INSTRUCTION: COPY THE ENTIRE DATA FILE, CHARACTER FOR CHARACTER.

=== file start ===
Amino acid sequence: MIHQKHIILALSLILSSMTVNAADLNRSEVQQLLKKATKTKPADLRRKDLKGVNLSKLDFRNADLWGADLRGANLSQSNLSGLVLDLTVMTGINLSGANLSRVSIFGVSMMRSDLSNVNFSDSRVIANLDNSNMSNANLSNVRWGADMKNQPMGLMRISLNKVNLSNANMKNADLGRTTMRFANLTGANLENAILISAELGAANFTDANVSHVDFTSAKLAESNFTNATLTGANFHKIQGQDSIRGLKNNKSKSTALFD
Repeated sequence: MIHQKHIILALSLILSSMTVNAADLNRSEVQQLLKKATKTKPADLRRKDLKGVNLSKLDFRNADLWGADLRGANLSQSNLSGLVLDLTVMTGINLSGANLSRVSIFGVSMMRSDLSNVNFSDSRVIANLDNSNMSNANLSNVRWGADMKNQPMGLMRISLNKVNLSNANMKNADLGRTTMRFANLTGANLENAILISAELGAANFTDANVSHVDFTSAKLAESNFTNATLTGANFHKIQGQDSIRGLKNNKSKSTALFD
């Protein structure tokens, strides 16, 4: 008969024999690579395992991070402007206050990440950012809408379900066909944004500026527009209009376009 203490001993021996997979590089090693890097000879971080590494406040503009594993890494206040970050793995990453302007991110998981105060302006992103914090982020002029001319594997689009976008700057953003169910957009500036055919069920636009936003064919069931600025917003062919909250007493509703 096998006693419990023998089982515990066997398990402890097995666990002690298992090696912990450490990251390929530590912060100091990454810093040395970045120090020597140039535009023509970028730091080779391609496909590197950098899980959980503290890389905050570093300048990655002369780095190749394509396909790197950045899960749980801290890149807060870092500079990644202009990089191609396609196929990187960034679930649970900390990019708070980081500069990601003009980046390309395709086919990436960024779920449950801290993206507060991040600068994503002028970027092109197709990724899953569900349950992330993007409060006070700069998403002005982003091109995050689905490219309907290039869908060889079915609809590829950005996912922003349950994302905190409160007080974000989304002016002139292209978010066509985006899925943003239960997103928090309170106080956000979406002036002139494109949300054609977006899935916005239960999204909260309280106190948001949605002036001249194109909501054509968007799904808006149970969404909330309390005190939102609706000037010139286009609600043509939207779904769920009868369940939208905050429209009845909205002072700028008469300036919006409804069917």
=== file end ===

Amino acid sequence: MIHQKHIILALSLILSSMTVNAADLNRSEVQQLLKKATKTKPADLRRKDLKGVNLSKLDFRNADLWGADLRGANLSQSNLSGLVLDLTVMTGINLSGANLSRVSIFGVSMMRSDLSNVNFSDSRVIANLDNSNMSNANLSNVRWGADMKNQPMGLMRISLNKVNLSNANMKNADLGRTTMRFANLTGANLENAILISAELGAANFTDANVSHVDFTSAKLAESNFTNATLTGANFHKIQGQDSIRGLKNNKSKSTALFD
Repeated sequence: MIHQKHIILALSLILSSMTVNAADLNRSEVQQLLKKATKTKPADLRRKDLKGVNLSKLDFRNADLWGADLRGANLSQSNLSGLVLDLTVMTGINLSGANLSRVSIFGVSMMRSDLSNVNFSDSRVIANLDNSNMSNANLSNVRWGADMKNQPMGLMRISLNKVNLSNANMKNADLGRTTMRFANLTGANLENAILISAELGAANFTDANVSHVDFTSAKLAESNFTNATLTGANFHKIQGQDSIRGLKNNKSKSTALFD
């Protein structure tokens, strides 16, 4: 008969024999690579395992991070402007206050990440950012809408379900066909944004500026527009209009376009 203490001993021996997979590089090693890097000879971080590494406040503009594993890494206040970050793995990453302007991110998981105060302006992103914090982020002029001319594997689009976008700057953003169910957009500036055919069920636009936003064919069931600025917003062919909250007493509703 096998006693419990023998089982515990066997398990402890097995666990002690298992090696912990450490990251390929530590912060100091990454810093040395970045120090020597140039535009023509970028730091080779391609496909590197950098899980959980503290890389905050570093300048990655002369780095190749394509396909790197950045899960749980801290890149807060870092500079990644202009990089191609396609196929990187960034679930649970900390990019708070980081500069990601003009980046390309395709086919990436960024779920449950801290993206507060991040600068994503002028970027092109197709990724899953569900349950992330993007409060006070700069998403002005982003091109995050689905490219309907290039869908060889079915609809590829950005996912922003349950994302905190409160007080974000989304002016002139292209978010066509985006899925943003239960997103928090309170106080956000979406002036002139494109949300054609977006899935916005239960999204909260309280106190948001949605002036001249194109909501054509968007799904808006149970969404909330309390005190939102609706000037010139286009609600043509939207779904769920009868369940939208905050429209009845909205002072700028008469300036919006409804069917």